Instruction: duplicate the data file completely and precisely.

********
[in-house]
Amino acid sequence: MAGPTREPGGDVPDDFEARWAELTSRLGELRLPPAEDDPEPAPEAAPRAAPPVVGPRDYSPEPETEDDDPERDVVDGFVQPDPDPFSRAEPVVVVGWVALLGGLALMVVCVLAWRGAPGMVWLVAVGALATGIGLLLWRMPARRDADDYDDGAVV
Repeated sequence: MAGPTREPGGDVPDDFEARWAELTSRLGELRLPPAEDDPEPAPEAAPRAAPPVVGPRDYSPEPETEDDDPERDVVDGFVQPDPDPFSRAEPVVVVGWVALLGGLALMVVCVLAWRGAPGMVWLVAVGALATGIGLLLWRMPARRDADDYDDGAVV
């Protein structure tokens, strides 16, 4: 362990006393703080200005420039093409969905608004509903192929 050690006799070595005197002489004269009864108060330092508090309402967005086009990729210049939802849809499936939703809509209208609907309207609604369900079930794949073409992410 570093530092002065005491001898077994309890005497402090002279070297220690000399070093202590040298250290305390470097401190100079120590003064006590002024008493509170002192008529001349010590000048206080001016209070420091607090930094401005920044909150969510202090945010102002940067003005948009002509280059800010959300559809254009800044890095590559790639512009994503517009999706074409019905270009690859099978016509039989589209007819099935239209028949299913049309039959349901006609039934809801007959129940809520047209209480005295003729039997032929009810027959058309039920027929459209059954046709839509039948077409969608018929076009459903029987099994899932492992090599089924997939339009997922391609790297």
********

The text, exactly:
[in-house]
Amino acid sequence: MAGPTREPGGDVPDDFEARWAELTSRLGELRLPPAEDDPEPAPEAAPRAAPPVVGPRDYSPEPETEDDDPERDVVDGFVQPDPDPFSRAEPVVVVGWVALLGGLALMVVCVLAWRGAPGMVWLVAVGALATGIGLLLWRMPARRDADDYDDGAVV
Repeated sequence: MAGPTREPGGDVPDDFEARWAELTSRLGELRLPPAEDDPEPAPEAAPRAAPPVVGPRDYSPEPETEDDDPERDVVDGFVQPDPDPFSRAEPVVVVGWVALLGGLALMVVCVLAWRGAPGMVWLVAVGALATGIGLLLWRMPARRDADDYDDGAVV
């Protein structure tokens, strides 16, 4: 362990006393703080200005420039093409969905608004509903192929 050690006799070595005197002489004269009864108060330092508090309402967005086009990729210049939802849809499936939703809509209208609907309207609604369900079930794949073409992410 570093530092002065005491001898077994309890005497402090002279070297220690000399070093202590040298250290305390470097401190100079120590003064006590002024008493509170002192008529001349010590000048206080001016209070420091607090930094401005920044909150969510202090945010102002940067003005948009002509280059800010959300559809254009800044890095590559790639512009994503517009999706074409019905270009690859099978016509039989589209007819099935239209028949299913049309039959349901006609039934809801007959129940809520047209209480005295003729039997032929009810027959058309039920027929459209059954046709839509039948077409969608018929076009459903029987099994899932492992090599089924997939339009997922391609790297």